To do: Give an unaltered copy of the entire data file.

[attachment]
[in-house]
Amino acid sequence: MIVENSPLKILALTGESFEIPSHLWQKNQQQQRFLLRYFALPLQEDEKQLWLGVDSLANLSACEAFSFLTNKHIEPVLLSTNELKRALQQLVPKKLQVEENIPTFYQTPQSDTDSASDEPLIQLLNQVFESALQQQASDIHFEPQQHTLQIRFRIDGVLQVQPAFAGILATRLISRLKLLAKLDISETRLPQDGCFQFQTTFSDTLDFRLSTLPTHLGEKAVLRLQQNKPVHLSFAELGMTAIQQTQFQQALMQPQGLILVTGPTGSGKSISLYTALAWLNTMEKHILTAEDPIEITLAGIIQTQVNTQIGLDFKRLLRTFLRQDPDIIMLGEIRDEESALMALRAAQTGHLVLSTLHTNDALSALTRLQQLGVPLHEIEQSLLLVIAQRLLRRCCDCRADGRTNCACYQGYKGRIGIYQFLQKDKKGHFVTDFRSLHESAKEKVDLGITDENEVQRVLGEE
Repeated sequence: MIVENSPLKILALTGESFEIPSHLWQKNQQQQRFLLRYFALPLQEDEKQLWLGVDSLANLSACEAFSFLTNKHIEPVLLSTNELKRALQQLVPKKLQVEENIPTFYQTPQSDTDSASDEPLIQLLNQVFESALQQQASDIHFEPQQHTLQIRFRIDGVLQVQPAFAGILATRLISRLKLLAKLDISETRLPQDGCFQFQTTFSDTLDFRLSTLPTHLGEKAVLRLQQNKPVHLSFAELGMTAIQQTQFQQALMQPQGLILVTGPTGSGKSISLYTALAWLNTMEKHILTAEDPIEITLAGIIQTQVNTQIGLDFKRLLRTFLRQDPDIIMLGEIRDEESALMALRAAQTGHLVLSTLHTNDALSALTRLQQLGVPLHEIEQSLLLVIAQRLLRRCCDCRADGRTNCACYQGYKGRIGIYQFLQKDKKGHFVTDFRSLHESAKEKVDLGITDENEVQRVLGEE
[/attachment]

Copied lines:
[in-house]
Amino acid sequence: MIVENSPLKILALTGESFEIPSHLWQKNQQQQRFLLRYFALPLQEDEKQLWLGVDSLANLSACEAFSFLTNKHIEPVLLSTNELKRALQQLVPKKLQVEENIPTFYQTPQSDTDSASDEPLIQLLNQVFESALQQQASDIHFEPQQHTLQIRFRIDGVLQVQPAFAGILATRLISRLKLLAKLDISETRLPQDGCFQFQTTFSDTLDFRLSTLPTHLGEKAVLRLQQNKPVHLSFAELGMTAIQQTQFQQALMQPQGLILVTGPTGSGKSISLYTALAWLNTMEKHILTAEDPIEITLAGIIQTQVNTQIGLDFKRLLRTFLRQDPDIIMLGEIRDEESALMALRAAQTGHLVLSTLHTNDALSALTRLQQLGVPLHEIEQSLLLVIAQRLLRRCCDCRADGRTNCACYQGYKGRIGIYQFLQKDKKGHFVTDFRSLHESAKEKVDLGITDENEVQRVLGEE
Repeated sequence: MIVENSPLKILALTGESFEIPSHLWQKNQQQQRFLLRYFALPLQEDEKQLWLGVDSLANLSACEAFSFLTNKHIEPVLLSTNELKRALQQLVPKKLQVEENIPTFYQTPQSDTDSASDEPLIQLLNQVFESALQQQASDIHFEPQQHTLQIRFRIDGVLQVQPAFAGILATRLISRLKLLAKLDISETRLPQDGCFQFQTTFSDTLDFRLSTLPTHLGEKAVLRLQQNKPVHLSFAELGMTAIQQTQFQQALMQPQGLILVTGPTGSGKSISLYTALAWLNTMEKHILTAEDPIEITLAGIIQTQVNTQIGLDFKRLLRTFLRQDPDIIMLGEIRDEESALMALRAAQTGHLVLSTLHTNDALSALTRLQQLGVPLHEIEQSLLLVIAQRLLRRCCDCRADGRTNCACYQGYKGRIGIYQFLQKDKKGHFVTDFRSLHESAKEKVDLGITDENEVQRVLGEE